When nine African-American worshippers were gunned down by a white supremacist inside a historic church in Charleston, South Carolina last month, there was a sharp division of opinion in the United States whether that murderous act of killing innocent civilians constituted a “hate crime” or an “act of terrorism.”
South Africa’s old guard of separatist whites who supported the racist policy of apartheid have been reading with interest about Dylann Roof, accused assassin in the deaths of nine churchgoers at the Mother Emanuel Church in Charleston, South Carolina.
The Egyptian government is holding a record number of journalists in jail, a press freedom group said Thursday, despite promises to improve media freedoms in the country.
When a U.N. panel released a 217-page report accusing both Israel and Hamas of possible war crimes committed during the 50-day conflict in Gaza last July, the chances of Security Council action were remote because of the traditional U.S. commitment to stand by Israel – right or wrong, mostly wrong.
The lack of clear regulations and guidelines on therapeutic abortion in Costa Rica means women depend on the interpretation of doctors with regard to the circumstances under which the procedure can be legally practiced.
When he died at the age of 80 on Jun. 18 in Oslo, Fredrik Fasting Torgersen had divided Norway for 56 years and the “Torgersen case” had attracted international interest in forensic science circles, among them the U.S.-based Innocence Project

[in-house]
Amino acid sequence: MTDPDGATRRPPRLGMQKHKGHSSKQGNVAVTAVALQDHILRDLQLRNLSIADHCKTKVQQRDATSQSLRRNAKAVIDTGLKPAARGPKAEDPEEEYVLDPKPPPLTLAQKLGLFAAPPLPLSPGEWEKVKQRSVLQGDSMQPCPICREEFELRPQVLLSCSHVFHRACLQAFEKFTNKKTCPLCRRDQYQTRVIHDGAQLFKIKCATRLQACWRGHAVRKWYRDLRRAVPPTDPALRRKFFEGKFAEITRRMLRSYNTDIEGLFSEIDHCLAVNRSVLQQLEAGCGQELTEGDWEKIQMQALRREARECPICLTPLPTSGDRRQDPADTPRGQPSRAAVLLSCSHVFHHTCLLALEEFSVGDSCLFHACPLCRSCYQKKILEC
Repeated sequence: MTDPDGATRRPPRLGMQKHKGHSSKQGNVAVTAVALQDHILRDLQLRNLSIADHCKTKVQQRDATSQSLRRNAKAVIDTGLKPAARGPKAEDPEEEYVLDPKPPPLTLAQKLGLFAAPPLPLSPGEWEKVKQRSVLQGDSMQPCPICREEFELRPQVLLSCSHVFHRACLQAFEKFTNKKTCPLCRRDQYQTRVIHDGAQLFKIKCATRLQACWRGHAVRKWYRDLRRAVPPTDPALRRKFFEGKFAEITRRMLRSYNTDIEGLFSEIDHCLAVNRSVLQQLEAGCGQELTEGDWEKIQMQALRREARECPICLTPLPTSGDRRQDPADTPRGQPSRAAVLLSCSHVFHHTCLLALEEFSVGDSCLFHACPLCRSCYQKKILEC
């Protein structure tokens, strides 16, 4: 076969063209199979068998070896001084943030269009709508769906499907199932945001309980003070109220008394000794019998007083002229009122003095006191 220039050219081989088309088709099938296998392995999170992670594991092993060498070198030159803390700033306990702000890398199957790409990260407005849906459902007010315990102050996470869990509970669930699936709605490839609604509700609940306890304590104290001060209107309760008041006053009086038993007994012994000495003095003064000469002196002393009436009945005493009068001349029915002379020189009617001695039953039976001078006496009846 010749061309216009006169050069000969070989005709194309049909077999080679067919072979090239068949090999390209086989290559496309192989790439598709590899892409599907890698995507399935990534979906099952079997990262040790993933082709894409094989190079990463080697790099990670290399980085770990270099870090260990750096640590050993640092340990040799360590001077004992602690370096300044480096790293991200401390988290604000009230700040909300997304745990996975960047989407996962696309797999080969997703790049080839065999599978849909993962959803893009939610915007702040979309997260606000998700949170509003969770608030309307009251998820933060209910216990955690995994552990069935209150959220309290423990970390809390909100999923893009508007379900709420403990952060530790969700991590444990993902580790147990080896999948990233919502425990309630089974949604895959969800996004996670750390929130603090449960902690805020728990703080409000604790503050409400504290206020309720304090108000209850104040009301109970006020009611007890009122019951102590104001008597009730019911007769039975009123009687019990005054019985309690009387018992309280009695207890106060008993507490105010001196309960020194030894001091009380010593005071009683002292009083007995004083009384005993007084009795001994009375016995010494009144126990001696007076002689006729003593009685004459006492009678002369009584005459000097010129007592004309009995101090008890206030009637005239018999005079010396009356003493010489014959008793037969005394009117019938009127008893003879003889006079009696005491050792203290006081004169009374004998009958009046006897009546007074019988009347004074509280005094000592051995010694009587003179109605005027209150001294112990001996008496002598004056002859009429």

The widespread use of digital technology – including satellite imagery, body cameras and smart phones – is fast becoming a new tool in monitoring and capturing human rights violations worldwide.
For an entire month beginning in February 2015, a group of between 40 and 50 residents of the Durgapur Village in the northern Indian state of Uttarakhand would gather at the site of a hydroelectric power project being carried out by the state-owned Tehri Hydro Development Corporation (THDC).
Democracy is on the retreat and authoritarianism is on the rise in more than 96 of the U.N.’s 193 member states, according to a new report released here.
Since 2002, a year after it invaded Afghanistan, the United States has poured over 100 billion dollars into developing and rebuilding this country of just over 30 million people. This sum is in addition to the trillions spent on U.S. military operations, to say nothing of the deaths of 2,000 service personnel in the space of a single decade.
The 193-member General Assembly adopted a resolution Friday aimed at drafting a legally binding international treaty for the conservation of marine biodiversity and to govern the mostly lawless high seas beyond national jurisdiction.
For the second year in a row, South Sudan has been designated as the most fragile nation in the world, plagued by intensifying internal conflict that has displaced more than two million of its people.
Back in November 2007, about 108 military personnel from an Asian country, serving with the U.N. peacekeeping mission in Haiti, were deported home after being accused of sexual exploitation and sexual abuse of minors.
Press freedom groups are condemning veiled death threats against Novaya Gazeta correspondent Elena Milashina by a Chechen online news portal last month.
Secretary-General Ban Ki-moon, reportedly under heavy pressure from the United States and Israel, has decided not to blacklist the Jewish state in an annex to a new U.N. report on children victimised in armed conflicts.